Issues to consider in creating attributes

In a taxonomy where attributes are important, there are various issues to consider. First, shall there be a hierarchical topical taxonomy presented as an initial browse interface to the users? While this is typical for product/ecommerce taxonomies, it is not usually the case for job board taxonomies nor for a taxonomy for movies. However, it may be desired for a taxonomy of nonfiction books or periodicals, which users more often would categorize my subject. A producer or publisher of educational content will likely have a hierarchical taxonomy of disciplines or subject areas. A research-focused organization would also likely have a hierarchical subject taxonomy in addition to the facet-attributes dealing with location, type, funding source/sponsor, researcher name, etc. Having a hierarchical taxonomy outside of the attributes tends to be a user experience design decision, but it has an important impact on how the overall taxonomy is designed and managed.

More attributes may be created than usable for filtering/refining results. For example, products will likely have SKU numbers among their attributes, which can be displayed and perhaps even made searchable, but would not be one of the filtering-facets presented in the user interface. In a taxonomy for finding internal experts, contact information, such as an email address and phone number, would be attributes on each person’s profile, but these would not be searchable fields. Rather, they would display when the person profile is selected. Thus, another issue when creating attributes is determining which will display and function as filters/refinements and which will display only as additional metadata on a selected item.

If an initial hierarchical topical taxonomy is presented to the users, there arises the question of at what point in the hierarchy should the hierarchy of categories should end and further details should be treated instead with attributes? This question often comes up when designing ecommerce taxonomies. For example, to distinguish gas and electric stoves, should each of these types be a narrower term of stoves, or should energy source be an attribute of stoves?

Another issue to resolve is determining which attributes should be generic across all categories, and which should be category specific. For example, on which product categories in an ecommerce taxonomy is it appropriate to have an attribute for gender (as for clothing or a gift for a woman or for a man)? Related to that is the question of which categories should have their own unique attributes. Are some attributes relevant to major (the broadest) categories, and other attributes relevant only the most specific categories, and yet other attributes apply to various miscellaneous products? For example, color might be relevant for products in different parts of the hierarchy.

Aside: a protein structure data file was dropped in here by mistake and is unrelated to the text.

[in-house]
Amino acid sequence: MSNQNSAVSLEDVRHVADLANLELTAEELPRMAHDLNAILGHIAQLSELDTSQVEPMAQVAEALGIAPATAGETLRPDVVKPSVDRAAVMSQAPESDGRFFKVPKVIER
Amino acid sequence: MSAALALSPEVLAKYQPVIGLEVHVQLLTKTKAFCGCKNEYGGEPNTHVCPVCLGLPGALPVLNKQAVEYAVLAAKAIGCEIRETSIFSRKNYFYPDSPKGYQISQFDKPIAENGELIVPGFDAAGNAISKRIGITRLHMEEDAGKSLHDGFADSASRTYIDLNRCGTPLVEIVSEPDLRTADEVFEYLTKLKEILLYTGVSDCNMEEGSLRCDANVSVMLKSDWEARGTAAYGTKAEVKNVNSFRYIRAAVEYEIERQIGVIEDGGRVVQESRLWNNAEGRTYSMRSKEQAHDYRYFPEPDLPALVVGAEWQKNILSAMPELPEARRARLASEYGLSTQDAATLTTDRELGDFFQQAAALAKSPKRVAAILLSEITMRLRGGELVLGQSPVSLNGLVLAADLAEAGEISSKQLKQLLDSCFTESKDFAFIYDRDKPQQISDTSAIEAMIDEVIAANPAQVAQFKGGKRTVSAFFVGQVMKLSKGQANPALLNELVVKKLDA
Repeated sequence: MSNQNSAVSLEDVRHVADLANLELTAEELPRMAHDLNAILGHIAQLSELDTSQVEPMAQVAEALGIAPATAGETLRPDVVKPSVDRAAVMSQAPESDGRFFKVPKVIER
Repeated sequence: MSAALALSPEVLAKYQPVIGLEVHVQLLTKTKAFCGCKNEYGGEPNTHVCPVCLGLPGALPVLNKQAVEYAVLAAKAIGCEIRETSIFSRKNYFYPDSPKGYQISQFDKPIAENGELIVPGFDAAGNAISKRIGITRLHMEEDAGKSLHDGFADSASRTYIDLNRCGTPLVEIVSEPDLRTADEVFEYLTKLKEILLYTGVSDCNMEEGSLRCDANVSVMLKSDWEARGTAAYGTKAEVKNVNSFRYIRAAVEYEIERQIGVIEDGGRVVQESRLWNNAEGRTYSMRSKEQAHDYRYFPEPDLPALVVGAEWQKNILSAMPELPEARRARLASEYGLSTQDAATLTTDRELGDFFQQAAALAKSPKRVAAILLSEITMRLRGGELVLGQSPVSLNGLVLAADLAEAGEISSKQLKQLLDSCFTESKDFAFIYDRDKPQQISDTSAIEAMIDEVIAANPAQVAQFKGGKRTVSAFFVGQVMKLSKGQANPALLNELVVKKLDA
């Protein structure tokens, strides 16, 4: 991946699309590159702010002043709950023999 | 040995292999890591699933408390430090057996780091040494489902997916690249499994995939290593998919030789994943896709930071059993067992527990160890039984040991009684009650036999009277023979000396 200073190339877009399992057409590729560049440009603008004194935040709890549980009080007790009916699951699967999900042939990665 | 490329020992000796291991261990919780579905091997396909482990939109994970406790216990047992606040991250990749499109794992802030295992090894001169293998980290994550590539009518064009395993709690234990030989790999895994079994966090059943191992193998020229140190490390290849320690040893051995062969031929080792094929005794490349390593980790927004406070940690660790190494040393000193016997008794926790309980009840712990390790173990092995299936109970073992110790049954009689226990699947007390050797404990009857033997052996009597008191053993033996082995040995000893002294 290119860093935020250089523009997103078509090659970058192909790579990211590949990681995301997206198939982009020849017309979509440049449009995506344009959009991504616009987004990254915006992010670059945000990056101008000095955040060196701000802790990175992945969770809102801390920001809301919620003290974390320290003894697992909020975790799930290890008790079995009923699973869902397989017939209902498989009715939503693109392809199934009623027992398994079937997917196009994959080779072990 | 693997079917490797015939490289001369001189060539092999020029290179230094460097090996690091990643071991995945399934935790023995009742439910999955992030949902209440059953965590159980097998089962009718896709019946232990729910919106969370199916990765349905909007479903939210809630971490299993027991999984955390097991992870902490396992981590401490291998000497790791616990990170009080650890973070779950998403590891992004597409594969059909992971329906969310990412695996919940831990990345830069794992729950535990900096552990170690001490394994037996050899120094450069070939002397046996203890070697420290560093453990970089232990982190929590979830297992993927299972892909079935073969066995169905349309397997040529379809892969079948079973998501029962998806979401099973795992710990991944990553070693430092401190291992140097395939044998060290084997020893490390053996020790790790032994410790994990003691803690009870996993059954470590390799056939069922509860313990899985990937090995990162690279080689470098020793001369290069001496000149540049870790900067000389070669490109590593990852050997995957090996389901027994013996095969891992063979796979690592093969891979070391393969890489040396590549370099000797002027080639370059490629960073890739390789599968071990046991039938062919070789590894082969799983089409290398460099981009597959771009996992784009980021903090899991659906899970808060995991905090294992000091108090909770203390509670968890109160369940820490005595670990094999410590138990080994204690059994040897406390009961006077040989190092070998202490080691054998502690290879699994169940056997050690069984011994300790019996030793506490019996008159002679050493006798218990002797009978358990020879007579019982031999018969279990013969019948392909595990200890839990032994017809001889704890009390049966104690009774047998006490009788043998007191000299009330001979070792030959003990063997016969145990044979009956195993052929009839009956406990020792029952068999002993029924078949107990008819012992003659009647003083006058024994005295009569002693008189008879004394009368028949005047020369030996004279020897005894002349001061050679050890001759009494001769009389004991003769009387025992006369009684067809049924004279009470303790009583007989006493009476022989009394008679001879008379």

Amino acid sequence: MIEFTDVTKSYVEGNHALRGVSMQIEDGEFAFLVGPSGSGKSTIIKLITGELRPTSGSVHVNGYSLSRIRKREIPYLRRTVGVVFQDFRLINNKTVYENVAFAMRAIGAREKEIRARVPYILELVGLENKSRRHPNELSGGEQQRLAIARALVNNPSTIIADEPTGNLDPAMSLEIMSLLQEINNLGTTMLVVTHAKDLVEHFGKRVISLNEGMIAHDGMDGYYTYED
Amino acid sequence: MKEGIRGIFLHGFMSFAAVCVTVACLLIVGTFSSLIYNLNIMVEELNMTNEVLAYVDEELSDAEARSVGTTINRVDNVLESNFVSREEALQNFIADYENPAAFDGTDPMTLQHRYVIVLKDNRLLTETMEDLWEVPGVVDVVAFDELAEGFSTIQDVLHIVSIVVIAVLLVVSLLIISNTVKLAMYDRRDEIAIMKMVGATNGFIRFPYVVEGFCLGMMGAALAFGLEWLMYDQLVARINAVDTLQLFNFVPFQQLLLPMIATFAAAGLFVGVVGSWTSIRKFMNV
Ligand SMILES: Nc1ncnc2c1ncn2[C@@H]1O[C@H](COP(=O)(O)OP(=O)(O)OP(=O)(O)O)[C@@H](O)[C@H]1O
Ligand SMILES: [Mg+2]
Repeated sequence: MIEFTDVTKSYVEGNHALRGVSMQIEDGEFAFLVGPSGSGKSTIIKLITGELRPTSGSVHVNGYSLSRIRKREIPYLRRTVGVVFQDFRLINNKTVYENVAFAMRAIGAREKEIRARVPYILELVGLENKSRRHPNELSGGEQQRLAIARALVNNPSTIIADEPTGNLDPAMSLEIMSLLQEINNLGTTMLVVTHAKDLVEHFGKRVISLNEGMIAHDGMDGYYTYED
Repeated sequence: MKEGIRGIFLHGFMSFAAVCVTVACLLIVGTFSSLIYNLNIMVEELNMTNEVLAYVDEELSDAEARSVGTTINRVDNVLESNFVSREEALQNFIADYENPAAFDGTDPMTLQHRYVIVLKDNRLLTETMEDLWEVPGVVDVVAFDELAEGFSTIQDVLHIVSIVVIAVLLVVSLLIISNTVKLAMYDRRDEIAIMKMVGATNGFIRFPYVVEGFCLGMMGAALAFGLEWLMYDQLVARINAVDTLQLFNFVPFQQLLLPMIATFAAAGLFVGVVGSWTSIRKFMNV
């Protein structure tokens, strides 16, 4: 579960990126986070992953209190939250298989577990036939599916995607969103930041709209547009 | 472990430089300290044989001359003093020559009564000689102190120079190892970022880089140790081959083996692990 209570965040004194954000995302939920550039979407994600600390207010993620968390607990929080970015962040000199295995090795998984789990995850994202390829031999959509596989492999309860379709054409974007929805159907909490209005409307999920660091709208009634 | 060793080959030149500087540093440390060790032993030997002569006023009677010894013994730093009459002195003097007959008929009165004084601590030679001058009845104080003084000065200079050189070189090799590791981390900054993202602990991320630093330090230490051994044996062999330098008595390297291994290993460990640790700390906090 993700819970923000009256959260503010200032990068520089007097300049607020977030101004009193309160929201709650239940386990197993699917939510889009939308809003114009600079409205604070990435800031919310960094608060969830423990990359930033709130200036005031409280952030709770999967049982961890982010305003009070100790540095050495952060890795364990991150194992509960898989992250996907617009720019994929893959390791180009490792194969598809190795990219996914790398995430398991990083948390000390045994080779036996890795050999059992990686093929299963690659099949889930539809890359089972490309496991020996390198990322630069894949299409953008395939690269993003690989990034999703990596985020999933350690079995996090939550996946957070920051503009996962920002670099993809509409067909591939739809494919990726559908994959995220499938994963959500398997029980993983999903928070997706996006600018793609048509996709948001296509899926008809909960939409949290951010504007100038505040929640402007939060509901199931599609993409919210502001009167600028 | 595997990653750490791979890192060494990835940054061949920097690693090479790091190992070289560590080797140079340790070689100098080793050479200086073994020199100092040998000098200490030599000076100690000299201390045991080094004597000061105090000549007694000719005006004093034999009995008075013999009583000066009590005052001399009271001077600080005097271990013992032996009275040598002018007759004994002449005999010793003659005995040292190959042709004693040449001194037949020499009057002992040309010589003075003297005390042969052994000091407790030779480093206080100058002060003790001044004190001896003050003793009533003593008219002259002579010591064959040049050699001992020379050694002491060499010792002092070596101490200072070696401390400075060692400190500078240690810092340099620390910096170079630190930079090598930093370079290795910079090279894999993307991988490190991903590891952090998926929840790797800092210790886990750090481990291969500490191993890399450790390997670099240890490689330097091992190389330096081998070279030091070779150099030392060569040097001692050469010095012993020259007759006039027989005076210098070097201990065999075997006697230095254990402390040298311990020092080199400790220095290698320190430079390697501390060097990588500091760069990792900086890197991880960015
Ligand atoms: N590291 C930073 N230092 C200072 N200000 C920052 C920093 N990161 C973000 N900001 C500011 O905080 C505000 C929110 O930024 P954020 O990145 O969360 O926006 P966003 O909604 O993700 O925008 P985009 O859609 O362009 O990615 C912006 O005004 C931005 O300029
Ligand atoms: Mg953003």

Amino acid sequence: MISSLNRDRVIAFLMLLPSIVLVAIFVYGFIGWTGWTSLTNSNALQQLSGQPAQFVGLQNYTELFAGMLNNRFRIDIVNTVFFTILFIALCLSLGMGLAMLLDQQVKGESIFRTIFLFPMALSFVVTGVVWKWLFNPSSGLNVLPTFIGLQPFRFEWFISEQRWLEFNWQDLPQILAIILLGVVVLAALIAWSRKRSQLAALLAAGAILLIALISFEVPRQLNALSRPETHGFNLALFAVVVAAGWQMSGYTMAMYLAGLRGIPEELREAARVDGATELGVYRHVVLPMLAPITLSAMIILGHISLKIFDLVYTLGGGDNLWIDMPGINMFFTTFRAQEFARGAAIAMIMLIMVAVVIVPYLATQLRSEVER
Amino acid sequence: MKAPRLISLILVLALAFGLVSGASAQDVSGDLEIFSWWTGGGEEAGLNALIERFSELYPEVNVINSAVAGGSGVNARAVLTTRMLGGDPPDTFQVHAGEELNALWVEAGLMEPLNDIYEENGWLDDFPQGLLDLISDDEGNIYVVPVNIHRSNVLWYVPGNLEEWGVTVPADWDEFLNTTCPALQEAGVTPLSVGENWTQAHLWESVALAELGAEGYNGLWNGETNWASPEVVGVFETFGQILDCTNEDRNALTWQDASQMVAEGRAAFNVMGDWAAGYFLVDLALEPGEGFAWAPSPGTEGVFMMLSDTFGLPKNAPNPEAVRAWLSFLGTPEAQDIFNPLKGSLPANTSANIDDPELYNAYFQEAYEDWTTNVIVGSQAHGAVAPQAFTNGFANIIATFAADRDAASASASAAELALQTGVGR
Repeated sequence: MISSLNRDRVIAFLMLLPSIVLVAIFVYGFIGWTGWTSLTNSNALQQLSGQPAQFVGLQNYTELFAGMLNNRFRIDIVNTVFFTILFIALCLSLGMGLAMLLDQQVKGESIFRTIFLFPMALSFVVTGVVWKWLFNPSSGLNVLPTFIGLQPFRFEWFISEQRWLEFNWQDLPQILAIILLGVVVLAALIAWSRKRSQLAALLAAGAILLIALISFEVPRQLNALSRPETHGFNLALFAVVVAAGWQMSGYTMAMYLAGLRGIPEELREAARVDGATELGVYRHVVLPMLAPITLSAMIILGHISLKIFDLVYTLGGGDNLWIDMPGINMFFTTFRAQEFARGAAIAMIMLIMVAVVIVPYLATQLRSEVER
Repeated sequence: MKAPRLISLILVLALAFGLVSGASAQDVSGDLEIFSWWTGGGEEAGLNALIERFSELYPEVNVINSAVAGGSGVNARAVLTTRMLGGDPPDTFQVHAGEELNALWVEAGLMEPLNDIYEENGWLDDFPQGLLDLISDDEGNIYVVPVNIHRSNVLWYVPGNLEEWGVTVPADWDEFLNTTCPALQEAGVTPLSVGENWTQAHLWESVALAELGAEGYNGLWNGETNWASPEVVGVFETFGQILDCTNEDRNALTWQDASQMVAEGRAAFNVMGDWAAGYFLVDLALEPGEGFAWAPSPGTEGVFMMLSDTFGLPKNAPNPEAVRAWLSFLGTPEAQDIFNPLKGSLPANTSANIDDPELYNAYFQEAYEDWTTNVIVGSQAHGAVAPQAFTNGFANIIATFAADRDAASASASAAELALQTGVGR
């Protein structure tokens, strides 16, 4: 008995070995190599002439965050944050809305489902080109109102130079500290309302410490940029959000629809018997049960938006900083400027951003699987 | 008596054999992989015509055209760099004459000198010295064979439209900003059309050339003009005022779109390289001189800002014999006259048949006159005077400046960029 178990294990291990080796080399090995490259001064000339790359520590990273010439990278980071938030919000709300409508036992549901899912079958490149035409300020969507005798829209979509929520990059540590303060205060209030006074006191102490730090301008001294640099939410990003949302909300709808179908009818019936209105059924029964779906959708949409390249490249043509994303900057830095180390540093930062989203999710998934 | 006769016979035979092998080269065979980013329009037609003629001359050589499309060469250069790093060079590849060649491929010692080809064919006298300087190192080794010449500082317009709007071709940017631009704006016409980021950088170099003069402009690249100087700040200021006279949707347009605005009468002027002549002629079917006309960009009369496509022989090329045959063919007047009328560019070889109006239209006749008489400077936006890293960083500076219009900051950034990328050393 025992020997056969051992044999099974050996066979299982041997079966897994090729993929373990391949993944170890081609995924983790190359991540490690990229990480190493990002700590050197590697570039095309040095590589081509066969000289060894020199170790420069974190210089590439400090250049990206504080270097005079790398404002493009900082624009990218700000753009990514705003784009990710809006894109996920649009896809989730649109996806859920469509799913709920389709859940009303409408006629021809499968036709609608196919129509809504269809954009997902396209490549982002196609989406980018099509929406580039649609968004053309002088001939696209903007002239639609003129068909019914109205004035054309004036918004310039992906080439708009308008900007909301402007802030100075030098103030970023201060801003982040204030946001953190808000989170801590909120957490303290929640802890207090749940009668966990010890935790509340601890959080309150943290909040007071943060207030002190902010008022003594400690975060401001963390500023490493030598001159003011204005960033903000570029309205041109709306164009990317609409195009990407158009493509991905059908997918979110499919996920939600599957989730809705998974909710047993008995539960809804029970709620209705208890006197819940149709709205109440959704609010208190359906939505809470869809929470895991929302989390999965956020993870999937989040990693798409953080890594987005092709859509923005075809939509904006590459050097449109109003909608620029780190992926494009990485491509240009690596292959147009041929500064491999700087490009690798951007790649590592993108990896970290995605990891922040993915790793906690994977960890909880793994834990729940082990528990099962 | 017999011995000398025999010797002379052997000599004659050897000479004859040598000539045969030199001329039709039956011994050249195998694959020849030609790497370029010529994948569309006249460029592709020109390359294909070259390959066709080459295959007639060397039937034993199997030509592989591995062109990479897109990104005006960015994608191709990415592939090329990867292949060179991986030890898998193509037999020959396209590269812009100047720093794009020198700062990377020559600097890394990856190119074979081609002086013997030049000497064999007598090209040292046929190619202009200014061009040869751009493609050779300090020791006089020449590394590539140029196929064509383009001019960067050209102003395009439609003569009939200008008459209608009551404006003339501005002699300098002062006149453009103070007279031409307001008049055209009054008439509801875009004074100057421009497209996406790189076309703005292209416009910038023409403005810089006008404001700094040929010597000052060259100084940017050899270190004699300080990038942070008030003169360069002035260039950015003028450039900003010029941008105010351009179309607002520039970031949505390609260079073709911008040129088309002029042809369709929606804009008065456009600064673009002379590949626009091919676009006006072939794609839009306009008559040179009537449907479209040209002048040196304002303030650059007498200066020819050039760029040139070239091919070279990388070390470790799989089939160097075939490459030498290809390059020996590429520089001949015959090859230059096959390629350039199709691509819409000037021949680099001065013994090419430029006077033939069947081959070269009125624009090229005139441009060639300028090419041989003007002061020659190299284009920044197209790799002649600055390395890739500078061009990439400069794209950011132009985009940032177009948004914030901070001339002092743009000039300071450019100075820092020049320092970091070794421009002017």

Attributes should be managed as belonging to different types based on their values, such as whether they are of controlled vocabularies, dates, currency, numbers, or a simply a Boolean yes/no, such as Remote being an attribute of jobs. If a hierarchical taxonomy resides outside of the attributes, then controlled vocabulary attributes are an additional part of a larger set of taxonomies/controlled vocabularies. How this is managed varies based on the taxonomy/ontology management tool. For example, such term lists might need to be managed as separate concept schemes in a SKOS taxonomy, even though they are used in ontology-based attributes. It can start getting complicated when an attribute type has different values for different categories in the same hierarchical taxonomy implementation. For example, the attribute of Material could have different values for tables than for clothing, and both categories are offered by the same ecommerce seller.